It’s usually a parent who checks a child is safely sleeping
In the Blackpool home of Mandy and Ashley it’s the other way round.
Ashley, seven, looks in at his mum between 2am and 4am nightly, “to make sure she’s alive.”
It’s the only way the Bispham schoolboy can be sure mum Mandy has not slipped into a life-threatening diabetic coma.
The pair live alone and Mandy says her little boy has saved her life time and again.
“I wouldn’t be here if it wasn’t for Ashley,” says Mandy, who developed insulin-dependent type one diabetes at 13.
“He goes to bed and then gets up at between 2am and 4am to check I’m not having a hypo (hypoglycaemia).
“Overnight, my blood sugar drops so low I pass out. He comes in and says ‘mummy’. If I don’t answer him he checks my blood sugars or rings his dad or granddad.
“He’s done that four years now.”
For Ashley, who watches for any sign his mum’s condition could be changing, it’s simply part of his daily and nightly routine.
“I worry a bit,” he adds. “I get scared if she goes into hospital. So I go in and say ‘I love you’ and if she doesn’t answer I check and ring my dad or granddad up. If she replies I go back to bed happy.”
Mandy admits: “He worries more at school, sometimes the school will contact me so they can reassure him.
“At night those words are a trigger, I love you. If I don’t respond he checks properly. If I’m OK I say goodnight, love you son, and he goes off back to bed. Sometime he stays at my side for hours if my blood sugar’s dropped and he’s making sure I’m getting better. It’s amazing what he does for me.”
But the pair’s sleep patterns are finally stabilising. Mandy’s new insulin pump, rather than the old reliance on injections, is helping control her diabetes.
“Before, I was all over the place, I’d snap at Ashley and he’ll say ‘ mum, check your sugars’. I’d be having problems overnight two, three times a week. It’s a lot for him to put up with and I do feel guilty about it.
“He’s been looking after me since he was three. I feel I should be taking care of him – he’s been diagnosed with dyspraxia and has some other issues but he’s the best son in the world and he loves and looks after me. He’s my lifesaver.”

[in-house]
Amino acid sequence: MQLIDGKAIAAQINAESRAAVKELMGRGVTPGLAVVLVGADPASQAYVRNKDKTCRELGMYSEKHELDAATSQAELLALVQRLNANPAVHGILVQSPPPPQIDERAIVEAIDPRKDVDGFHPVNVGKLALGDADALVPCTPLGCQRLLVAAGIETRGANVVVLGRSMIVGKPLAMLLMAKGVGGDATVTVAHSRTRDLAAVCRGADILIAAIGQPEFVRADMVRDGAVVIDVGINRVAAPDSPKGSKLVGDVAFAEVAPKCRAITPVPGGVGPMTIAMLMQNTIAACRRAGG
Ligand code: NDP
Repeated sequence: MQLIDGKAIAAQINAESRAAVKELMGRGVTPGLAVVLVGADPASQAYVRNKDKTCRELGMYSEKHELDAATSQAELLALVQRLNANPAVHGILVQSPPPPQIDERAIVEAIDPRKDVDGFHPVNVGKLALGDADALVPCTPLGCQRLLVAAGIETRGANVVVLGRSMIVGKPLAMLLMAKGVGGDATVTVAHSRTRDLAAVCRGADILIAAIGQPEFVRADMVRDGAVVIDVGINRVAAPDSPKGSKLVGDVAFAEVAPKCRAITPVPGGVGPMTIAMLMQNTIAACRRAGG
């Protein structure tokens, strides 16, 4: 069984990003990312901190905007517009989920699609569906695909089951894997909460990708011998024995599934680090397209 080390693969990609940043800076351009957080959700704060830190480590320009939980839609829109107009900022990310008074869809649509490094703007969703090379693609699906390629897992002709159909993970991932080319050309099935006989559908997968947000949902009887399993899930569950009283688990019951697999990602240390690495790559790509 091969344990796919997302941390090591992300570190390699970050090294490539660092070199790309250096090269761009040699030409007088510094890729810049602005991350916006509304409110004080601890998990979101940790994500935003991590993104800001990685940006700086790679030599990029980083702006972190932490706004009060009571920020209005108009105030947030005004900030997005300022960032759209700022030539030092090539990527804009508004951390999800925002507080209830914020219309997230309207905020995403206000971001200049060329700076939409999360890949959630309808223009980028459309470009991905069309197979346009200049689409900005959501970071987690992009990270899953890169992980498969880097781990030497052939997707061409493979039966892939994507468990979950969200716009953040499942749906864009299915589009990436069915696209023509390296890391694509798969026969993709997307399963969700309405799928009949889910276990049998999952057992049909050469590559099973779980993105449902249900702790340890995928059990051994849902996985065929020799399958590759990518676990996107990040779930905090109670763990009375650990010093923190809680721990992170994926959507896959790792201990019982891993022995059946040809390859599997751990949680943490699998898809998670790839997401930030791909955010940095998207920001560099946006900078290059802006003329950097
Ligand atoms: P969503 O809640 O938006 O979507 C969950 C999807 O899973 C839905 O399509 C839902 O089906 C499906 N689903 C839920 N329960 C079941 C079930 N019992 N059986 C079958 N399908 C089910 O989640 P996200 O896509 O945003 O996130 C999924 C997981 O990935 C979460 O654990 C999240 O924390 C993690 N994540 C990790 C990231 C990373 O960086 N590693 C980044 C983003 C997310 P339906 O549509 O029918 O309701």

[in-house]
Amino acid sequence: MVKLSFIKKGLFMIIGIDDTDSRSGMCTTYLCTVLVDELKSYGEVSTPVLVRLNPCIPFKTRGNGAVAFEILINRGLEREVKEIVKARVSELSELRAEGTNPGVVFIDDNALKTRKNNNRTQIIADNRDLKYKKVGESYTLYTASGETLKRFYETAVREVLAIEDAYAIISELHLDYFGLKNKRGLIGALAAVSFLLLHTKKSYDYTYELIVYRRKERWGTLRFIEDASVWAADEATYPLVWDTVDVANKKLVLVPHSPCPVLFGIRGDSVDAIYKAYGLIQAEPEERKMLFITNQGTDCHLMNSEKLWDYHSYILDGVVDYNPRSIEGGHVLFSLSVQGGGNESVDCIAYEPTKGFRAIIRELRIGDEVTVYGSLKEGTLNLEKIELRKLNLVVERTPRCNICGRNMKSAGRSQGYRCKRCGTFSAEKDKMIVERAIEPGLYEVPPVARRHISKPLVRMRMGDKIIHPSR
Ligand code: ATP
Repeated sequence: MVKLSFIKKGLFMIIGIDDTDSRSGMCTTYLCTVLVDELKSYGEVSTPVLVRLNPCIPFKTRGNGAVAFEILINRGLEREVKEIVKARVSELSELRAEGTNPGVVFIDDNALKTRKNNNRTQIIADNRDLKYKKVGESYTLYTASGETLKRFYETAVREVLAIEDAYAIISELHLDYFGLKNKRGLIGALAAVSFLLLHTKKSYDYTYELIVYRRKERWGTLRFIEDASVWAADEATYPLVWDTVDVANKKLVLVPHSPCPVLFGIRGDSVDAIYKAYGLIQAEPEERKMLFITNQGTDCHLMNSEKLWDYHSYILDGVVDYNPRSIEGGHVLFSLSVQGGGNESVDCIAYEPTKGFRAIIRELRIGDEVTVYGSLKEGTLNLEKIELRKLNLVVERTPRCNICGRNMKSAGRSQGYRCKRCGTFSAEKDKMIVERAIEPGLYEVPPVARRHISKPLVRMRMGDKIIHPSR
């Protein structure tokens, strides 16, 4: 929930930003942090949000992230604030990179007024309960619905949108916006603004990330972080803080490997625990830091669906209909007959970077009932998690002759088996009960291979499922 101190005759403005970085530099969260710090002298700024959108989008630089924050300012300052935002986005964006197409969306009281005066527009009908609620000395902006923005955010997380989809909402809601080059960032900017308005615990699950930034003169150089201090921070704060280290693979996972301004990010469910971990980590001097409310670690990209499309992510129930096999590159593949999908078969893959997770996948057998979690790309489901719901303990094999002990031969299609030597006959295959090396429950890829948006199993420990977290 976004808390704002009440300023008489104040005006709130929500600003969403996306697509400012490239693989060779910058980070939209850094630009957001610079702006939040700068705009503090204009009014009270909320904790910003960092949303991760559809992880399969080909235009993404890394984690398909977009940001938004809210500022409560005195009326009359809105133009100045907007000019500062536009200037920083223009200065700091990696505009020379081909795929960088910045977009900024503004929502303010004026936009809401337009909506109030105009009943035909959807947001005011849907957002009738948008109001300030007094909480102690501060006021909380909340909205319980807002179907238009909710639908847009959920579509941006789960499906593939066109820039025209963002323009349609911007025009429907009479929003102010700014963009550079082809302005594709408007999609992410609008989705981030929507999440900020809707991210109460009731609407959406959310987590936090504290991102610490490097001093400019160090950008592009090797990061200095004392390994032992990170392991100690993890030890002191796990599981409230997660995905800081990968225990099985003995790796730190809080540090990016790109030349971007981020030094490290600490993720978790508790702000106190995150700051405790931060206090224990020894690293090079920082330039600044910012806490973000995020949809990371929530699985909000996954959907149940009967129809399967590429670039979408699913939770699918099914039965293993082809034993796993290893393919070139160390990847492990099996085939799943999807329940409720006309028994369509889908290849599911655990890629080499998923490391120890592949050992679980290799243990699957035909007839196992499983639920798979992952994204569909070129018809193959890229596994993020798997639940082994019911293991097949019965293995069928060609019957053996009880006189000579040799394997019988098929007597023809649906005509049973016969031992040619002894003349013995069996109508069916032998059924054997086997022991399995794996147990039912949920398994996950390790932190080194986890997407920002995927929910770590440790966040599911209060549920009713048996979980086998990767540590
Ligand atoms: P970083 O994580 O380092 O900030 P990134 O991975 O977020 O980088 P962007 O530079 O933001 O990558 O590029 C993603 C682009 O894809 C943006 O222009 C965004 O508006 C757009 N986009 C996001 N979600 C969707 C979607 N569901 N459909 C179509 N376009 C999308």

Ashley is now one of a group of Young Carers who meet every week at Claremont community centre, Blackpool, for fun, friendship, football – and food.
“I’ve had a hot dog and I don’t know how many biscuits…!”
Mandy adds: “He was one of the hidden carers until about a year ago. Now he comes to the club. It’s a lifeline for him. It enables him to be a child and cut loose and have a break with other young carers – and just be kids together.”
Ashley’s friend Lily, seven, helps her mum and two older sisters Katie, 10, and Louise, 15, look after their dad Chris, 40, a former builder who was studying to be an architect before a heart attack, stroke and pulmonary embolism redefined life as they all knew it.
All of the girls, who are home-schooled, have their role to play. “We couldn’t manage without them,” says mum Sarah, who put aside her own studies to become an accountant.
The couple have been together for 20 years, married for 19.
“It was a difficult time for us all but we’re strong and coming through. For the girls it’s a joy to come to youth club.
“They would love to go on more carer trips and outings, too. They meet other children who are carers. They don’t feel different, they are not made to feel different.”
Chris admits: “I couldn’t ask for a better family. We still have fun together.”
Another young carer at the club, Bethany, nine, helps look after her four-year-old profoundly disabled sister. “It can be quite hard work as she can’t really tell us what she wants although I’m good at understanding her.
“Sometimes she gets frustrated. And it’s 24/7 because she wakes me up a lot, especially singing nursery rhymes. I really wanted to have a little sister so I could play with her and it’s not quite turned out as I thought but we play in a different way.
“She’s very charming and I love her a lot.”
Activities are organised by Blackpool Carers’ Centre staff, including current Young Carers’ Champion Amy, who is taking a gap year from university to thank the service for helping give her that option.
“It’s easy to miss out on the fun stuff in childhood when you’re a carer,” says Amy, who’s cared for her mum since the age of 13. “You get locked into the lifestyle.
“The worst thing is it can cost you friends and your childhood and education. The most positive thing is it makes you independent.
“The youth club is a great break for them – and me. That’s why I do what I can for young carers and young adult carers.
“It’s crucial they can just be themselves. We are also really looking forward to the very first Young Carers Day – at the Sandcastle Waterpark on Friday, June 13.”
To assist financially, or as a volunteer, become a crusader for the charity, or to refer a carer for help, call Blackpool Carers on (01253) 393748, or use the contact form on the website www.blackpoolcarers.org. You can follow @blackpoolcarers on Twitter.Email firstname.lastname@example.org or write to: Blackpool Carers’ Centre, Norman House, Robson Way, Blackpool FY3 7PP